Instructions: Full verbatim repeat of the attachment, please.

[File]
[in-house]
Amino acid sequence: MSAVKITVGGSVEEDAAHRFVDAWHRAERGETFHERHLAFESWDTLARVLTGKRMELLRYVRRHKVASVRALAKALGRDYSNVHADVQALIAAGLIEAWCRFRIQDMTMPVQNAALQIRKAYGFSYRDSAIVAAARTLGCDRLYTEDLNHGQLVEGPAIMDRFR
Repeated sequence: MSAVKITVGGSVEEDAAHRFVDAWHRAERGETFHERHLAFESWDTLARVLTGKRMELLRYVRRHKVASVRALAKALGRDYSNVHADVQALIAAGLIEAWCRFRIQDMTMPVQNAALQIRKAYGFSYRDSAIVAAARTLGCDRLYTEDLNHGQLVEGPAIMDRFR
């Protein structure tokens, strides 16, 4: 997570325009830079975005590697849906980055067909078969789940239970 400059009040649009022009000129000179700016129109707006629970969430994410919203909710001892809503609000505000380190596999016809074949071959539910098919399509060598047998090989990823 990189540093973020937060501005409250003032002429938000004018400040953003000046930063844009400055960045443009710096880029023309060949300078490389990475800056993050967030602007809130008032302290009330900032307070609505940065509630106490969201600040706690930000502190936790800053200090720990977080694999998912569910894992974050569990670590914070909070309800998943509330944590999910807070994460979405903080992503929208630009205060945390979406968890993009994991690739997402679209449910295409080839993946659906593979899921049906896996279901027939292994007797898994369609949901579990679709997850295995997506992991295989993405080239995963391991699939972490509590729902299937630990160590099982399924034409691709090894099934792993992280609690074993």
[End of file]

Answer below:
[in-house]
Amino acid sequence: MSAVKITVGGSVEEDAAHRFVDAWHRAERGETFHERHLAFESWDTLARVLTGKRMELLRYVRRHKVASVRALAKALGRDYSNVHADVQALIAAGLIEAWCRFRIQDMTMPVQNAALQIRKAYGFSYRDSAIVAAARTLGCDRLYTEDLNHGQLVEGPAIMDRFR
Repeated sequence: MSAVKITVGGSVEEDAAHRFVDAWHRAERGETFHERHLAFESWDTLARVLTGKRMELLRYVRRHKVASVRALAKALGRDYSNVHADVQALIAAGLIEAWCRFRIQDMTMPVQNAALQIRKAYGFSYRDSAIVAAARTLGCDRLYTEDLNHGQLVEGPAIMDRFR
């Protein structure tokens, strides 16, 4: 997570325009830079975005590697849906980055067909078969789940239970 400059009040649009022009000129000179700016129109707006629970969430994410919203909710001892809503609000505000380190596999016809074949071959539910098919399509060598047998090989990823 990189540093973020937060501005409250003032002429938000004018400040953003000046930063844009400055960045443009710096880029023309060949300078490389990475800056993050967030602007809130008032302290009330900032307070609505940065509630106490969201600040706690930000502190936790800053200090720990977080694999998912569910894992974050569990670590914070909070309800998943509330944590999910807070994460979405903080992503929208630009205060945390979406968890993009994991690739997402679209449910295409080839993946659906593979899921049906896996279901027939292994007797898994369609949901579990679709997850295995997506992991295989993405080239995963391991699939972490509590729902299937630990160590099982399924034409691709090894099934792993992280609690074993």